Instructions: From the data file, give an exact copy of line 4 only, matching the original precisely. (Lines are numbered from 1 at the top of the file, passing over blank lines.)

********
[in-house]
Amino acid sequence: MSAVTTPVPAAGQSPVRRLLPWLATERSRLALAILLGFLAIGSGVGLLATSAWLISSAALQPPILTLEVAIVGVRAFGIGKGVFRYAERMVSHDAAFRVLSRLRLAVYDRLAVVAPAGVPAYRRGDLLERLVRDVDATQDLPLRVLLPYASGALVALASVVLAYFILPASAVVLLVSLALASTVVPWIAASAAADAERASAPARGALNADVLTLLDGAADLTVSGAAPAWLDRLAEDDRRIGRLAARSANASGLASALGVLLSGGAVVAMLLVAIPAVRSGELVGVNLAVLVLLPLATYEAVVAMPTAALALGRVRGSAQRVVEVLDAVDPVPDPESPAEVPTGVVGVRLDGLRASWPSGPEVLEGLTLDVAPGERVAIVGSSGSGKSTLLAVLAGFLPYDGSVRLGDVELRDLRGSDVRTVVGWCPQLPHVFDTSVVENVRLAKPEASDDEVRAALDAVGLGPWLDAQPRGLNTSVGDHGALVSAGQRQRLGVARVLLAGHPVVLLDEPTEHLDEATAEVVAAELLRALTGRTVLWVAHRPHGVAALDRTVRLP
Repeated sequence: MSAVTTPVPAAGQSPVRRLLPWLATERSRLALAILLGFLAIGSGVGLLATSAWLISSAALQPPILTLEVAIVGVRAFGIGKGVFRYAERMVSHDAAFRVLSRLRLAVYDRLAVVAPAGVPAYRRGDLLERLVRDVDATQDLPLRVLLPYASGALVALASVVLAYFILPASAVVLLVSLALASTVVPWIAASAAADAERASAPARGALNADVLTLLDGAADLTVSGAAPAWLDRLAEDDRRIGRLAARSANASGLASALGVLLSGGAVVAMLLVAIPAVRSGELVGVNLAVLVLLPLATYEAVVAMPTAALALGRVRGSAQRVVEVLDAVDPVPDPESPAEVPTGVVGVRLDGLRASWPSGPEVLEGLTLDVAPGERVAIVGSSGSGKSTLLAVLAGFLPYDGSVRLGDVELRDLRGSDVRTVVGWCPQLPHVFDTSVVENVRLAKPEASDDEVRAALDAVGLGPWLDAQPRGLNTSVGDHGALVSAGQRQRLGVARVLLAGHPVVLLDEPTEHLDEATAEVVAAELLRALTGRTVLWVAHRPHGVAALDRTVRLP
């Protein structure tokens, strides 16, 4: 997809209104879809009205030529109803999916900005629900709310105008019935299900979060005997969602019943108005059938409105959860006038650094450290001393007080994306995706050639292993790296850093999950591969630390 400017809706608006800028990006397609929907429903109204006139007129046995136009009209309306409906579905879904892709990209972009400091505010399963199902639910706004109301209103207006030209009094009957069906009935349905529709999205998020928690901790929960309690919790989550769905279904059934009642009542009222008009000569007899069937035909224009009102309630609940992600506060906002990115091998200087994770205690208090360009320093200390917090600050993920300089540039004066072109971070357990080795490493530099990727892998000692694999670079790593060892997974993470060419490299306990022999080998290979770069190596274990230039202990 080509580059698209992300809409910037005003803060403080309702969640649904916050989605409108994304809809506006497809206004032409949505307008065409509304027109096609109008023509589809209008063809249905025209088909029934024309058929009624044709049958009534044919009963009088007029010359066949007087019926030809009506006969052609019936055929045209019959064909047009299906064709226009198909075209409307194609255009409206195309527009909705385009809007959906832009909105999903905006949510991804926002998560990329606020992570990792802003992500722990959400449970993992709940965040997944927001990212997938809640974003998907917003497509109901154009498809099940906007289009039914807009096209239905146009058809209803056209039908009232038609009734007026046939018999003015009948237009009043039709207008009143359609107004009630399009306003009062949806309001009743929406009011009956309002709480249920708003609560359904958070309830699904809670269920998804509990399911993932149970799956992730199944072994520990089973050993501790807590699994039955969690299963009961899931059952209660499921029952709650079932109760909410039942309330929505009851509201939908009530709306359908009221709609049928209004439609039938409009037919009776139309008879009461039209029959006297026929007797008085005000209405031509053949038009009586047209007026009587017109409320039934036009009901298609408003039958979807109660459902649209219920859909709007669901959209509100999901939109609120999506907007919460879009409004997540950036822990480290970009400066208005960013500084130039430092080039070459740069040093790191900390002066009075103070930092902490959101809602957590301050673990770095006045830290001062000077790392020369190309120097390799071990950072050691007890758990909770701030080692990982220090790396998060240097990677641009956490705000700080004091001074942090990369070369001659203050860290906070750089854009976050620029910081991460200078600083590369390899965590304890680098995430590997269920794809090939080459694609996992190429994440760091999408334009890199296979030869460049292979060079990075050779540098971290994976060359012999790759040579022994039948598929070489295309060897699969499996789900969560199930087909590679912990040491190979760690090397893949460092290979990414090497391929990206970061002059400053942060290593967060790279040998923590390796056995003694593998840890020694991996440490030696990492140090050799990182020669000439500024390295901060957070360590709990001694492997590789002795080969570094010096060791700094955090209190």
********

């Protein structure tokens, strides 16, 4: 997809209104879809009205030529109803999916900005629900709310105008019935299900979060005997969602019943108005059938409105959860006038650094450290001393007080994306995706050639292993790296850093999950591969630390 400017809706608006800028990006397609929907429903109204006139007129046995136009009209309306409906579905879904892709990209972009400091505010399963199902639910706004109301209103207006030209009094009957069906009935349905529709999205998020928690901790929960309690919790989550769905279904059934009642009542009222008009000569007899069937035909224009009102309630609940992600506060906002990115091998200087994770205690208090360009320093200390917090600050993920300089540039004066072109971070357990080795490493530099990727892998000692694999670079790593060892997974993470060419490299306990022999080998290979770069190596274990230039202990 080509580059698209992300809409910037005003803060403080309702969640649904916050989605409108994304809809506006497809206004032409949505307008065409509304027109096609109008023509589809209008063809249905025209088909029934024309058929009624044709049958009534044919009963009088007029010359066949007087019926030809009506006969052609019936055929045209019959064909047009299906064709226009198909075209409307194609255009409206195309527009909705385009809007959906832009909105999903905006949510991804926002998560990329606020992570990792802003992500722990959400449970993992709940965040997944927001990212997938809640974003998907917003497509109901154009498809099940906007289009039914807009096209239905146009058809209803056209039908009232038609009734007026046939018999003015009948237009009043039709207008009143359609107004009630399009306003009062949806309001009743929406009011009956309002709480249920708003609560359904958070309830699904809670269920998804509990399911993932149970799956992730199944072994520990089973050993501790807590699994039955969690299963009961899931059952209660499921029952709650079932109760909410039942309330929505009851509201939908009530709306359908009221709609049928209004439609039938409009037919009776139309008879009461039209029959006297026929007797008085005000209405031509053949038009009586047209007026009587017109409320039934036009009901298609408003039958979807109660459902649209219920859909709007669901959209509100999901939109609120999506907007919460879009409004997540950036822990480290970009400066208005960013500084130039430092080039070459740069040093790191900390002066009075103070930092902490959101809602957590301050673990770095006045830290001062000077790392020369190309120097390799071990950072050691007890758990909770701030080692990982220090790396998060240097990677641009956490705000700080004091001074942090990369070369001659203050860290906070750089854009976050620029910081991460200078600083590369390899965590304890680098995430590997269920794809090939080459694609996992190429994440760091999408334009890199296979030869460049292979060079990075050779540098971290994976060359012999790759040579022994039948598929070489295309060897699969499996789900969560199930087909590679912990040491190979760690090397893949460092290979990414090497391929990206970061002059400053942060290593967060790279040998923590390796056995003694593998840890020694991996440490030696990492140090050799990182020669000439500024390295901060957070360590709990001694492997590789002795080969570094010096060791700094955090209190």